Everyone has heard the horror stories: From never-ending coffee runs, to day long activities of stuffing envelopes or making copies, not all internships are as glorified as they look on the job posting. As a result, it was not a surprise when one of my family’s friends recently asked me the question “Is an unpaid internship worthwhile?”
In a typical environment, I might think twice before taking an unpaid position. However, due to our current state, the unpaid internship can make more sense than a typical student would think.
Looking at the current job market, this recession has made profit margins tighter than ever for most companies. The result: companies either cutting back on their internship programs as a way to cut costs, or making their internships unpaid. As a result of this, while students may not want to hear it, we should expect to see an increase in unpaid internships this fall.
Why should your child consider an unpaid internship? The most important reason is often the opportunity to learn the skills required in their desired field, and find the career that they're looking for. The ability to learn can be way more valuable than the $15 / hour salary that they could get at a different position. Making money during their internship learning experience is just icing on the cake.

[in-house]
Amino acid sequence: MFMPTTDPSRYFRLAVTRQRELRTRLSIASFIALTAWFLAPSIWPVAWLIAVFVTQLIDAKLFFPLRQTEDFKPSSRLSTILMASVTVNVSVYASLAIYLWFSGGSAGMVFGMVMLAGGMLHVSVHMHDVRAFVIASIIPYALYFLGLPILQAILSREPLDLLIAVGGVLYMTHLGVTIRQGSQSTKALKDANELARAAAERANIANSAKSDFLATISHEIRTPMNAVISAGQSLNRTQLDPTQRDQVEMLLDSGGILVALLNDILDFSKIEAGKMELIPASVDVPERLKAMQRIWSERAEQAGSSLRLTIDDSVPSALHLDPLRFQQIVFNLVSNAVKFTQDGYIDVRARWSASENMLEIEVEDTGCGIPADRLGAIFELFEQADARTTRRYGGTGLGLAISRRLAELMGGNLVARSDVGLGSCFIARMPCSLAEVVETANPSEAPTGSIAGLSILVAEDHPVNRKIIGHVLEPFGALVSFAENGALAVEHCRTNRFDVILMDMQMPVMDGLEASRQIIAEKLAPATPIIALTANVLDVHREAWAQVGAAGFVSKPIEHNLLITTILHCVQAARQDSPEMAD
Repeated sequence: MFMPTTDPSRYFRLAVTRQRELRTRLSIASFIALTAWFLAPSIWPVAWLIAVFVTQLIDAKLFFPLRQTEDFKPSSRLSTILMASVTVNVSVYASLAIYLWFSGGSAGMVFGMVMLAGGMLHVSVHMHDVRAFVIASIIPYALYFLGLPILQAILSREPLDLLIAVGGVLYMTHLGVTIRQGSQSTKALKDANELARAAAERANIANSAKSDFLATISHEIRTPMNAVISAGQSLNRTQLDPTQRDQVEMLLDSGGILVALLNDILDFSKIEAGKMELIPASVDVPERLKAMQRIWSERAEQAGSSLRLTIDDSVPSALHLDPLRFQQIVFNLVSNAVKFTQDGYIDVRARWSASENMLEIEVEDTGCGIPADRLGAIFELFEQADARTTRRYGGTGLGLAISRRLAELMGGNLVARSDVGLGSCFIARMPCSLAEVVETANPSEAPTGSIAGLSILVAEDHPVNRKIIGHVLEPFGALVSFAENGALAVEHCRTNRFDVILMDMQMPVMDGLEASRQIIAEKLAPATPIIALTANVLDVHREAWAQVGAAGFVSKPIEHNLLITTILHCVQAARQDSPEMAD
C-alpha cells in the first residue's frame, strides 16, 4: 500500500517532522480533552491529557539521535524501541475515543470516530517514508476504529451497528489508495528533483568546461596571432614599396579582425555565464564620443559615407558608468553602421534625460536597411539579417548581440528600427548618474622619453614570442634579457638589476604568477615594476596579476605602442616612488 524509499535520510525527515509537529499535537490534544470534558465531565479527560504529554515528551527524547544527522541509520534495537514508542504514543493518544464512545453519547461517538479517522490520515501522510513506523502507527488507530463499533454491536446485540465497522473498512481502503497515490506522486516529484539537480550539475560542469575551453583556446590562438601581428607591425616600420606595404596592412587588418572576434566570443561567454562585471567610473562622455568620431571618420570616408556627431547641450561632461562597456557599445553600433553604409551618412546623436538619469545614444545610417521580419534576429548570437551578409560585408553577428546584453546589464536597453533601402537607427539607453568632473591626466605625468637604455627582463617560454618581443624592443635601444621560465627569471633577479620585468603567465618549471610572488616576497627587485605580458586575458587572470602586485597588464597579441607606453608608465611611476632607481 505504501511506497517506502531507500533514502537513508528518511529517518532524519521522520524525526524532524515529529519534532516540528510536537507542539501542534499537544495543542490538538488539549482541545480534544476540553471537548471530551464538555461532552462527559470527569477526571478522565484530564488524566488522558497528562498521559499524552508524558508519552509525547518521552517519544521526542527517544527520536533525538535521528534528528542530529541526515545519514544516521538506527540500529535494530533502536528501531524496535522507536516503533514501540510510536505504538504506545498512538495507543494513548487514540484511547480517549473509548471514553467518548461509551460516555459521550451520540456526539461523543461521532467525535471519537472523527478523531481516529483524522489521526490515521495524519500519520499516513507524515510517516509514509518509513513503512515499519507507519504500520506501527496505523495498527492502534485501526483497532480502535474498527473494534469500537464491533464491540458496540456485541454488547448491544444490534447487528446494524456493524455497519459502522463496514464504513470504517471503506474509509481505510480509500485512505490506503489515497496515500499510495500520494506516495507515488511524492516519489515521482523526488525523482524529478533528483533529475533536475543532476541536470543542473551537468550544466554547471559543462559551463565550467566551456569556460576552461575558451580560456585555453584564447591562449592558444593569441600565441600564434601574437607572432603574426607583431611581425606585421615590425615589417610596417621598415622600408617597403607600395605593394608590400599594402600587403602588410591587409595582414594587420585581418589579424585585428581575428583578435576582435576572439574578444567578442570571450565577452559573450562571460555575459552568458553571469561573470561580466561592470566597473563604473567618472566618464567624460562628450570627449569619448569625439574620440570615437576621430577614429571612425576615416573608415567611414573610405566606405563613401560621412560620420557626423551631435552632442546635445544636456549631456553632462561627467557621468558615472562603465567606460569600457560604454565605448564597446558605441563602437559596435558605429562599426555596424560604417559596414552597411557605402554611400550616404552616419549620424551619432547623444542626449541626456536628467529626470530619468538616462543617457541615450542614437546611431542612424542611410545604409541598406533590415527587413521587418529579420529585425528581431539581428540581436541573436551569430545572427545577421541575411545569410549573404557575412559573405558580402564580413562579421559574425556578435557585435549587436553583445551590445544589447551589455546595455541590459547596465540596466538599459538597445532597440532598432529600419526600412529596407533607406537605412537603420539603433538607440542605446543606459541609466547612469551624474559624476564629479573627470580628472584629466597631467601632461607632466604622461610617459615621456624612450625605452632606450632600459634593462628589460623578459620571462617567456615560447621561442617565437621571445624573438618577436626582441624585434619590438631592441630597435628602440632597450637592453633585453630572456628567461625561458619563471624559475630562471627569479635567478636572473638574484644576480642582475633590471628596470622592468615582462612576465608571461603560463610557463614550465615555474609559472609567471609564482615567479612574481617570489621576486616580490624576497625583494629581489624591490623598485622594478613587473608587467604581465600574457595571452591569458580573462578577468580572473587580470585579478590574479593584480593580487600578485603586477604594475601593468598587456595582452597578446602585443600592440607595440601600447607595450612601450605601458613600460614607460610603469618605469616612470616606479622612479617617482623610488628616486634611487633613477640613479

From an experience perspective, the pay for the position has no indication of the skill learned there. Whether the position is paid or not will not have any implications on the resume of your child or the networking opportunities that may come as the result of the position.
But if the cost is still an issue, consider the often-overlooked opportunity to use an unpaid internship to get course credit at your child’s university. Many universities have this option available, however the number of students utilizing this opportunity is still relatively small.
Putting this in perspective, courses at most schools and universities are ranging from $3,000 - $6,000 per class. If your child has the ability to get course credit for an unpaid internship, this can far exceed the income that your child could earn from a school job.
Still have questions about an unpaid internship? Don’t hesitate to reach out. We are here to help!
All the best,
Andrew Holmes, CCPS™
Financial Planning Solutions, LLC (FPS) is a Registered Investment Advisor. Financial Planning Solutions, LLC (FPS) provides this blog for informational and educational purposes only. Nothing in this blog should be considered investment, tax, or legal advice. FPS only renders personalized advice to each client. Information herein includes opinions and source information that is believed to be reliable. However, such information may not be independently verified by FPS. Please see important disclosures link at the bottom of this page.